Those calling for the bombing of Syria as punishment for the use of chemical weapons in the country seem to think that Western missiles will make the place safer for its millions of civilians. Talk of brief military interventions, before weapons inspectors get a chance to report, sends chilling reminders of how leaders lied and rushed their way to war against Iraq, with catastrophic results that will continue for decades.
International action is indeed called for, but adding more firepower into the chaotic and hate-filled mix is the most counter-productive and foolish type of action that could be inflicted on the people of Syria.
The country needs less violence, not more. It is to be hoped that when Australia assumes presidency of the UN Security Council this weekend, we will uphold the primary purpose of the UN as set out in its charter, ''to save succeeding generations from the scourge of war'', and not hideously twist the role into subservience to the various warmongers who clutter up the council with their own agendas.
Stopping weapons flows to all sides, including the jihadist rebels whom the US is so keen to support, would be a good start.
Sue Wareham, vice-president, Medical Association for Prevention of War (Australia)
As former president Jimmy Carter recently stated, ''America has no functioning democracy. It has a police state in which the executive branch has placed itself above all law and the constitution''. This police state is now going to commit yet another Nazi-style war crime of unprovoked aggression on fabricated charges. At Nuremberg the Nazis were sentenced to death for precisely the identical actions being planned by Obama, Cameron, and Hollande and they are relying on might, not right, to keep them out of the international criminal court. Let us trust that Russia can act as a brake.
Rex Williams, Ainslie
For the first time in many years, I have some reason to feel proud of the country of my birth and can look on its flag without seeing a bloody butcher's apron. The narrow vote in the House of Commons to prevent the use of British forces in the planned criminal aggression against Syria on the basis of the usual pack of lies may just possibly have delayed, if not halted the march of folly towards World War III.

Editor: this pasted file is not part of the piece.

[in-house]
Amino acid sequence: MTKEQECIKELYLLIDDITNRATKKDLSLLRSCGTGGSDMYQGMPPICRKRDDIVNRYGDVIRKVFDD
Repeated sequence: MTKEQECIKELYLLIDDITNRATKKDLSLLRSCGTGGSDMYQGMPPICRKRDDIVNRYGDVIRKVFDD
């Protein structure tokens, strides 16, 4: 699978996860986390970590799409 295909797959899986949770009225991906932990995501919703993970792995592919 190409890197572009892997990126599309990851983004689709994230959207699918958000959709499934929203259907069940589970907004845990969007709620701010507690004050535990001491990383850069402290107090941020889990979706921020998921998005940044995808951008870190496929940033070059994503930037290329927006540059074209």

Quite a kick in the teeth, I would say, for the likes of Kevin Rudd, Gareth Evans, Tony Blair, Murdoch and the whole gang of R2P liberal imperialists and Zionists. Now, apart from his French poodle, Obama stands alone.
Bernard Davis, O'Connor
No social justice
In many of the recent polls that have asked voters to nominate the issues most important to them, my choice has been conspicuously absent: social justice. The Labor Party has traditionally been identified with social justice issues, and the current Parliament has provided some ground-breaking improvements in education and disability services. Sadly, in the current election campaign Labor has descended into promoting cynical and ''pragmatic'' vote-buying policies instead of emphasising its progressive social achievements of the kind that are never priorities for conservative governments.
For the Coalition parties, the issue of social justice has rarely ever been on the radar; at best their attitude has historically been one of ''we will think about that when the economy is perfect and we can afford it.''
Given that most business interests believe there can never be enough profit and that wages and taxes on business are always too high, the economy can never be healthy enough for conservative politicians to commit to increased spending on sectors that aren't ''productive''.
The only major party that has social justice as a priority is the Greens; their voice needs to be heard in the Senate where unfettered control by either of the two larger parties would not be good for Australia's future.